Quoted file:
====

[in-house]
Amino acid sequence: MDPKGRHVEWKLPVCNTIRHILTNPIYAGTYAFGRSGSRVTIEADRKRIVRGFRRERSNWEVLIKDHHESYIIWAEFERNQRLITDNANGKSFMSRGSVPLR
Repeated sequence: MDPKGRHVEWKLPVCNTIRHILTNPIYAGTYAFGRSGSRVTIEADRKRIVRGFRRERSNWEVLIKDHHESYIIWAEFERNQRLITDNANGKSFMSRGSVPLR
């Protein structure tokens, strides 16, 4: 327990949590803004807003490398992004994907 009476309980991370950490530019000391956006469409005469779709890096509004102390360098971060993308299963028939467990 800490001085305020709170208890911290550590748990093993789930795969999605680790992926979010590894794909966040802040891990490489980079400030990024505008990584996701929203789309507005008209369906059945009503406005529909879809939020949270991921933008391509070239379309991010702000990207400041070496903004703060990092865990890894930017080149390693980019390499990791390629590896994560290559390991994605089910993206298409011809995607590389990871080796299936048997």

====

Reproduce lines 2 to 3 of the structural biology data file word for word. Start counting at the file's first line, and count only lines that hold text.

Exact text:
Amino acid sequence: MDPKGRHVEWKLPVCNTIRHILTNPIYAGTYAFGRSGSRVTIEADRKRIVRGFRRERSNWEVLIKDHHESYIIWAEFERNQRLITDNANGKSFMSRGSVPLR
Repeated sequence: MDPKGRHVEWKLPVCNTIRHILTNPIYAGTYAFGRSGSRVTIEADRKRIVRGFRRERSNWEVLIKDHHESYIIWAEFERNQRLITDNANGKSFMSRGSVPLR